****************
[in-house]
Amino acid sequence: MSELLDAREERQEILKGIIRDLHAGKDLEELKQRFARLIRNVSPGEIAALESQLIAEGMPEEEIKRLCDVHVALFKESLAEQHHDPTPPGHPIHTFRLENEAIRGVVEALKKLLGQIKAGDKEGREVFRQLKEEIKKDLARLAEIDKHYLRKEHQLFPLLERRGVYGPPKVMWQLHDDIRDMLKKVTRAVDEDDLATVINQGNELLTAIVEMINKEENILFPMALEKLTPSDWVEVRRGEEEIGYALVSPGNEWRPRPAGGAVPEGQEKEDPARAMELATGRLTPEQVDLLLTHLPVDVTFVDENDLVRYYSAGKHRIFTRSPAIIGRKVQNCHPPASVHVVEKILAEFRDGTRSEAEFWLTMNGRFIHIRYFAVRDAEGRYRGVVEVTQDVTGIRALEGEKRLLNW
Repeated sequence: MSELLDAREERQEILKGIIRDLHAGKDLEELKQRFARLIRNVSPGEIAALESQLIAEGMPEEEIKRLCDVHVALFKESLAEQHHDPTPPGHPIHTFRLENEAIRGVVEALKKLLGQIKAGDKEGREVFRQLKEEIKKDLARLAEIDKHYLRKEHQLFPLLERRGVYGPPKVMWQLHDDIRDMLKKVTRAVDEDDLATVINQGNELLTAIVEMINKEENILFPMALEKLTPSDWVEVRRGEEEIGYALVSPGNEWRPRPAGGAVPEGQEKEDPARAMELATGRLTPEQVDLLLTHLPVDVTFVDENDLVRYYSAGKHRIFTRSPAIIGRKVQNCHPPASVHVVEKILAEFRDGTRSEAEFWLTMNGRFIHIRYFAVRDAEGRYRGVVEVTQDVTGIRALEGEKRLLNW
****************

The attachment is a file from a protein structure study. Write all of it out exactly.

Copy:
[in-house]
Amino acid sequence: MSELLDAREERQEILKGIIRDLHAGKDLEELKQRFARLIRNVSPGEIAALESQLIAEGMPEEEIKRLCDVHVALFKESLAEQHHDPTPPGHPIHTFRLENEAIRGVVEALKKLLGQIKAGDKEGREVFRQLKEEIKKDLARLAEIDKHYLRKEHQLFPLLERRGVYGPPKVMWQLHDDIRDMLKKVTRAVDEDDLATVINQGNELLTAIVEMINKEENILFPMALEKLTPSDWVEVRRGEEEIGYALVSPGNEWRPRPAGGAVPEGQEKEDPARAMELATGRLTPEQVDLLLTHLPVDVTFVDENDLVRYYSAGKHRIFTRSPAIIGRKVQNCHPPASVHVVEKILAEFRDGTRSEAEFWLTMNGRFIHIRYFAVRDAEGRYRGVVEVTQDVTGIRALEGEKRLLNW
Repeated sequence: MSELLDAREERQEILKGIIRDLHAGKDLEELKQRFARLIRNVSPGEIAALESQLIAEGMPEEEIKRLCDVHVALFKESLAEQHHDPTPPGHPIHTFRLENEAIRGVVEALKKLLGQIKAGDKEGREVFRQLKEEIKKDLARLAEIDKHYLRKEHQLFPLLERRGVYGPPKVMWQLHDDIRDMLKKVTRAVDEDDLATVINQGNELLTAIVEMINKEENILFPMALEKLTPSDWVEVRRGEEEIGYALVSPGNEWRPRPAGGAVPEGQEKEDPARAMELATGRLTPEQVDLLLTHLPVDVTFVDENDLVRYYSAGKHRIFTRSPAIIGRKVQNCHPPASVHVVEKILAEFRDGTRSEAEFWLTMNGRFIHIRYFAVRDAEGRYRGVVEVTQDVTGIRALEGEKRLLNW